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Dems Reject Gun Violence Bill as Shootings Surge in Baltimore

Dem senator: 'I don’t think anyone has walked out of here thinking that we've done enough'

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Maryland Democrats rejected a bill aimed at combating gun violence as Baltimore mayor Jack Young publicly begged residents to stop shooting each other so hospitals could be used to treat coronavirus patients.

Young, a Democrat, pleaded with residents on Wednesday not to "clog up our hospitals and beds with people [who] are being shot senselessly." But on the same day, his partymates in the state legislature voted down a bill pushed by Republican governor Larry Hogan that would strengthen penalties for violent criminals.

Hogan’s Violent Firearms Offenders Act would make the theft of a firearm a felony and increase penalties for those who repeatedly carry illegal guns or use a gun while drug dealing. The bill passed the state Senate on March 10 following a contentious back-and-forth between lawmakers. Democrats successfully removed the legislation's mandatory minimum sentencing increase, arguing it would punish violent criminals too severely.

Following the removal of mandatory minimums and the bill's subsequent passage, state Senate president and Baltimore Democrat Bill Ferguson lauded the legislation's bipartisan nature, saying it included "the legislature's priorities and some of the governor's priorities." Speaker of the House Adrienne Jones did not respond to a request for comment on why the bill was rejected.

Following the Wednesday vote, the Maryland legislature adjourned due to the coronavirus crisis. House Minority Leader Nic Kipke called the failure to pass Hogan's bill "one of the disappointments" of the legislative session.

"We still haven't addressed the issue of crime in the state," Kipke said. "It's one of the disappointments for me this session."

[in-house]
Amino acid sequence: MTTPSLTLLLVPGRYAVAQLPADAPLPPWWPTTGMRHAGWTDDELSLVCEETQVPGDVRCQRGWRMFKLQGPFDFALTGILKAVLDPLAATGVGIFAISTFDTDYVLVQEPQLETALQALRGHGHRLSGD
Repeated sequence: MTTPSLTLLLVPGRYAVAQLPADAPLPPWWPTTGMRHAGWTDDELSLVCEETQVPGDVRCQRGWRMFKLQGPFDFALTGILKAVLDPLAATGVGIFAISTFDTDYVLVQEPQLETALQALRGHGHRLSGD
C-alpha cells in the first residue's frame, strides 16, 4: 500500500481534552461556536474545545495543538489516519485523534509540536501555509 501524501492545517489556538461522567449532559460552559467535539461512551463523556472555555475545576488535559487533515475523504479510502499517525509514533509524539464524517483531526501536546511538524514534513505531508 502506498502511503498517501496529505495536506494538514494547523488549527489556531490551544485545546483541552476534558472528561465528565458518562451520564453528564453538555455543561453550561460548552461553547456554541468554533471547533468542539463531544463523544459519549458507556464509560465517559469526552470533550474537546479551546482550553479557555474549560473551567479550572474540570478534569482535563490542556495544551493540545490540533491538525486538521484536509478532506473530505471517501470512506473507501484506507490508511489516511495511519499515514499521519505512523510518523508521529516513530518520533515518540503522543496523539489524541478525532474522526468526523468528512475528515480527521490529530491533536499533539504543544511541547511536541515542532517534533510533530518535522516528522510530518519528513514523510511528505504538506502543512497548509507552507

Democrat state senator Will Smith Jr., who led the charge to remove the bill's mandatory minimums, also expressed discontent.

"I don't think anyone has walked out of here thinking that we've done enough," he said.

GOP state senators accused Democrats of attempting to gut the legislation even further in the amendment process. According to Republican senator Michael Hough, Democrats in the Judicial Proceedings Committee offered amendments that removed penalty enhancements for drug dealers who use a gun, criminals who steal guns, and those who use a so-called assault weapon to commit a crime. Fellow Republican senator Bob Cassilly told the Washington Free Beacon that Democrats undermined public safety.

"The strategy that we pursued was, just to point out, ‘Do you realize what you're saying?' Democrats, on one hand, were pushing legislation to give jail time to people who didn't comply to the letter of law with a firearm transfer. Meanwhile, they were giving a break to people who use firearms to sell drugs," Cassilly said.

Hogan's Violent Firearms Offenders Act was overwhelmingly popular among Baltimore residents—85 percent indicated support for the bill, as did 84 percent of African Americans statewide, according to an internal poll shared with the Free Beacon by Hogan's office.

Violent crime spiked in the nation's deadliest large city in the last week, according to Baltimore police commissioner Michael Harrison. After seven people were shot Tuesday night, Young urged the city's residents to stop the violence, so health officials could focus on the pandemic.

"I want to reiterate how completely unacceptable the level of violence is that we've seen recently. We will not stand for mass shootings and an increase in crime," the mayor said. "We cannot clog up our hospitals and their beds with people that are being shot senselessly because we're going to need those beds for people infected with the coronavirus. And it could be your mother, your grandmother, or one of your relatives. So take that into consideration."